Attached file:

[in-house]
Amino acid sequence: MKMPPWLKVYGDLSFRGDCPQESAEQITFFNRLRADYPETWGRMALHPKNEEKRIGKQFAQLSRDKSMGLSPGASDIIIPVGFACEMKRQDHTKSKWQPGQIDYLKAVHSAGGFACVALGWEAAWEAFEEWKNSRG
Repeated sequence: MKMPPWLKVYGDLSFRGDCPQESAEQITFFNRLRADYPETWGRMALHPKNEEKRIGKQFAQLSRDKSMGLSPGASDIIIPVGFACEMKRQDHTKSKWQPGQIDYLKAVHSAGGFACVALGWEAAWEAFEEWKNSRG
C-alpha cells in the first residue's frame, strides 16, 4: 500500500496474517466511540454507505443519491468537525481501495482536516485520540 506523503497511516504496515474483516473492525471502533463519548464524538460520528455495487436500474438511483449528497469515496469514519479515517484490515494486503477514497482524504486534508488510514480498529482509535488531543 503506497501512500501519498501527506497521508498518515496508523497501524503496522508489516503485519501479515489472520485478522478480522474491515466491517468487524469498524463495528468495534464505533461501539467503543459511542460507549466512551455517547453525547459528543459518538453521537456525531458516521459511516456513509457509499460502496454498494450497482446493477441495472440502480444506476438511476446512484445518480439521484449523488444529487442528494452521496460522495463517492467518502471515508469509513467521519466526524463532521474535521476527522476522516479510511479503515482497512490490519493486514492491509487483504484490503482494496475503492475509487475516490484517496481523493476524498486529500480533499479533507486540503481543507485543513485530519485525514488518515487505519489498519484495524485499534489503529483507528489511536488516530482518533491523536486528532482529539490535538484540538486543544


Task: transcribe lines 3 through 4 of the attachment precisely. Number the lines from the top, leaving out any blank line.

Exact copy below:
Repeated sequence: MKMPPWLKVYGDLSFRGDCPQESAEQITFFNRLRADYPETWGRMALHPKNEEKRIGKQFAQLSRDKSMGLSPGASDIIIPVGFACEMKRQDHTKSKWQPGQIDYLKAVHSAGGFACVALGWEAAWEAFEEWKNSRG
C-alpha cells in the first residue's frame, strides 16, 4: 500500500496474517466511540454507505443519491468537525481501495482536516485520540 506523503497511516504496515474483516473492525471502533463519548464524538460520528455495487436500474438511483449528497469515496469514519479515517484490515494486503477514497482524504486534508488510514480498529482509535488531543 503506497501512500501519498501527506497521508498518515496508523497501524503496522508489516503485519501479515489472520485478522478480522474491515466491517468487524469498524463495528468495534464505533461501539467503543459511542460507549466512551455517547453525547459528543459518538453521537456525531458516521459511516456513509457509499460502496454498494450497482446493477441495472440502480444506476438511476446512484445518480439521484449523488444529487442528494452521496460522495463517492467518502471515508469509513467521519466526524463532521474535521476527522476522516479510511479503515482497512490490519493486514492491509487483504484490503482494496475503492475509487475516490484517496481523493476524498486529500480533499479533507486540503481543507485543513485530519485525514488518515487505519489498519484495524485499534489503529483507528489511536488516530482518533491523536486528532482529539490535538484540538486543544